A mechanism that permits the state of your physical door (open, ajar, closed) to be sensed and used to control your electronic accessibility. The notion is that the same mechanism that controls access for physical visitations does the same for electronic ones (telephone or video). Simple techniques are provided to over-ride the default setting. The point is to provide a cheap and transparent mechanism to divert phone calls and other interruptions when in a private meeting, for example.
Currently this has been prototyped by securing a mouse to the hinge of a door. The mouse will send back three door states: open, ajar, and closed. The software was developed on the Macintosh in Supercard, although some XFNC written in C were also written.
Simple concept. Has market outside of computers and video. Could be simple door-activates switch that diverts phone to answering machine from hand set, and back again.
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To be mature, the unit will have to know a lot more than simply the status of the door and control a switch. A real issue has emerged from our practical experience with desktop-video: the problem of, say, telephone interruptions during a meeting are further compounded when desktop video is introduced into the equation. For example, one has a telephone call in the middle of a video conference, or vice versa, or a video call and telephone call during a face to face meeting. As the number of channels of entry into the office increases, mechanism to control access will become increasingly important, but more complex.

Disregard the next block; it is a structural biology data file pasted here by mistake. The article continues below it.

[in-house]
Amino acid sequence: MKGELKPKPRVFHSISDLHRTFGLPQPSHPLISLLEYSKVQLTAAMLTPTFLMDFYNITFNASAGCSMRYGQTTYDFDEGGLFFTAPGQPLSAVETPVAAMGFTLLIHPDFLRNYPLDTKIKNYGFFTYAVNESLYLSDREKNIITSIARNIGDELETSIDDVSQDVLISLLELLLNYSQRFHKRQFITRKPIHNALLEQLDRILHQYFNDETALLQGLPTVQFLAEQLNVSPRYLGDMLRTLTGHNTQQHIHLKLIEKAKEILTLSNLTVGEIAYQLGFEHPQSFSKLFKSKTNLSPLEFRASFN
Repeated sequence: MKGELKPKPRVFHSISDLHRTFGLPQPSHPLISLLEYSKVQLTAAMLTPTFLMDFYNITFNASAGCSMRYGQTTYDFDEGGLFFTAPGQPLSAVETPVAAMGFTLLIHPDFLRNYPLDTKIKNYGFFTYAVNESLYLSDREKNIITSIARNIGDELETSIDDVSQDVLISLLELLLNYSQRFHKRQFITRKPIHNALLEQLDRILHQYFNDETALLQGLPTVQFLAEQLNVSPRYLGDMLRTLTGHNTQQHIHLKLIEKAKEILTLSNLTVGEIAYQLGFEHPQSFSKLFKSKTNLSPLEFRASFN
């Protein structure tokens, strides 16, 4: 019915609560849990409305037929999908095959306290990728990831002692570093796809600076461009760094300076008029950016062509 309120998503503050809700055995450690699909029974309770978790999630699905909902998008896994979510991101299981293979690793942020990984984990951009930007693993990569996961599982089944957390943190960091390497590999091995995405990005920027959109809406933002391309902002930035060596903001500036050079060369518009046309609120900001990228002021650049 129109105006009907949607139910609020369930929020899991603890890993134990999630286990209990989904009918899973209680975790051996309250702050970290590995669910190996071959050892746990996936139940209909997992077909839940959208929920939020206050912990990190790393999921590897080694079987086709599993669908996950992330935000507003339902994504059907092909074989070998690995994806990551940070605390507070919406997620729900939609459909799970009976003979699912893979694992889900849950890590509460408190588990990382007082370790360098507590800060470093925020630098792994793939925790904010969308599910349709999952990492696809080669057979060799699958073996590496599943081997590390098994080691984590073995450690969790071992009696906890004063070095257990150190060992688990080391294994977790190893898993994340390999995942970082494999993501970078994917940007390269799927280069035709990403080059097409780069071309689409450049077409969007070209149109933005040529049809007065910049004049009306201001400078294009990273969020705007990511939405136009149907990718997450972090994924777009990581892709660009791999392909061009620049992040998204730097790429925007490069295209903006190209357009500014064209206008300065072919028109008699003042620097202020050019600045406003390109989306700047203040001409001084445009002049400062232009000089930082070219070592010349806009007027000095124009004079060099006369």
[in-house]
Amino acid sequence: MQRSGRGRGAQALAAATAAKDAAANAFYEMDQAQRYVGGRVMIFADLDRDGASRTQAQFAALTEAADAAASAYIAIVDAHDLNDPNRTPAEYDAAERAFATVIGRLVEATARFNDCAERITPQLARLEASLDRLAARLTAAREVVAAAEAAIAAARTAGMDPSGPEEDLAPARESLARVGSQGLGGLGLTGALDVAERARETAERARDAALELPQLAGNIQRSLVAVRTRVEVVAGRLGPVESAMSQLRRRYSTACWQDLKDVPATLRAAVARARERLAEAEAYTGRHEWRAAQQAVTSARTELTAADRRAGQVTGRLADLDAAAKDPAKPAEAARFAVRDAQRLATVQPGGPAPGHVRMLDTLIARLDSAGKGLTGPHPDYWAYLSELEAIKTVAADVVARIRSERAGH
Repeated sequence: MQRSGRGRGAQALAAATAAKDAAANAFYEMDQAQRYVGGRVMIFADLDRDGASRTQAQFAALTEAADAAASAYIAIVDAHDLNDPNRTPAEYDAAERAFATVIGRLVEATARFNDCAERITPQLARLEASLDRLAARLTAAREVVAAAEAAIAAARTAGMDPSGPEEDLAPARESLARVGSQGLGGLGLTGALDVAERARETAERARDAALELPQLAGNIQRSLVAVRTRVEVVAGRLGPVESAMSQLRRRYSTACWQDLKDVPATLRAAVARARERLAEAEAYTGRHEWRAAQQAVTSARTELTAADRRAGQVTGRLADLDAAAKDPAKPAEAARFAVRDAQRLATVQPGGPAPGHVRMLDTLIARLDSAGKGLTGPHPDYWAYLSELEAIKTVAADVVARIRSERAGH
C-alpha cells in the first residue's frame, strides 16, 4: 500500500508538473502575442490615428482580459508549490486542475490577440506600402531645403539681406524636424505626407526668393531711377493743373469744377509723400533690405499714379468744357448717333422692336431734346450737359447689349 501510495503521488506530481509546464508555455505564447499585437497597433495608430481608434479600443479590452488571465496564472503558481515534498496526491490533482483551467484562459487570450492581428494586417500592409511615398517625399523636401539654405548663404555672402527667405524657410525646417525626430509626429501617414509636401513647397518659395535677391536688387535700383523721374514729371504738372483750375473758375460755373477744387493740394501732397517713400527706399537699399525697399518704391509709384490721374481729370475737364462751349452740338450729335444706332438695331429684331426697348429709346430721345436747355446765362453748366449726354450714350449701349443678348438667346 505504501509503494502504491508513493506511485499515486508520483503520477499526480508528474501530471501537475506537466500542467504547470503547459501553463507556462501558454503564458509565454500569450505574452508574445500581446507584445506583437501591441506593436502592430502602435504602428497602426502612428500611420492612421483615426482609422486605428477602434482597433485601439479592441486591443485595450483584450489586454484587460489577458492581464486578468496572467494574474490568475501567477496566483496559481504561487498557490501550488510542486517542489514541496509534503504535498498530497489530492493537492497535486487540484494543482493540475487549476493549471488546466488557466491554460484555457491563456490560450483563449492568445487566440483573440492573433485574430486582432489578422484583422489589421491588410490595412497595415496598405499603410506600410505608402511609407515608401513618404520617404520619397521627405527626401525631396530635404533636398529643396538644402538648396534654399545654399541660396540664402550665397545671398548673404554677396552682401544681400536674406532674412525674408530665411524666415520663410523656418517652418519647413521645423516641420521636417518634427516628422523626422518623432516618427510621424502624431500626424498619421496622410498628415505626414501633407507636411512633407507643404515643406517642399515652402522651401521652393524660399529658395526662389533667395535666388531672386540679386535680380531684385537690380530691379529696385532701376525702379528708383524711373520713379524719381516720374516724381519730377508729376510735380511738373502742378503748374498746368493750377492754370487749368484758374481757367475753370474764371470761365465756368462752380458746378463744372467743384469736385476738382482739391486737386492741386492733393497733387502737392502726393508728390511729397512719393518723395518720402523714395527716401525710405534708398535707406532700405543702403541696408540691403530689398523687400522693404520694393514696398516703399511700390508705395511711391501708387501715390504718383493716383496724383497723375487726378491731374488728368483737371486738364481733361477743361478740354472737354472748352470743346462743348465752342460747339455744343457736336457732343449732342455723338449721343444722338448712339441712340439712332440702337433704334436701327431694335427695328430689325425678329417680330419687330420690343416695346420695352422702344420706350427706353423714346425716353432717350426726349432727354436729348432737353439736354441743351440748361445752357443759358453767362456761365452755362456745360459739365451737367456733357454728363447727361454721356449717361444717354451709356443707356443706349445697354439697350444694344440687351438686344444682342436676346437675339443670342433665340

The concept is defined. The software understands the concept of door-state. We have a working prototype of an inexpensively instrumented door controlling video access. The current version does not deal with the case of the telephone.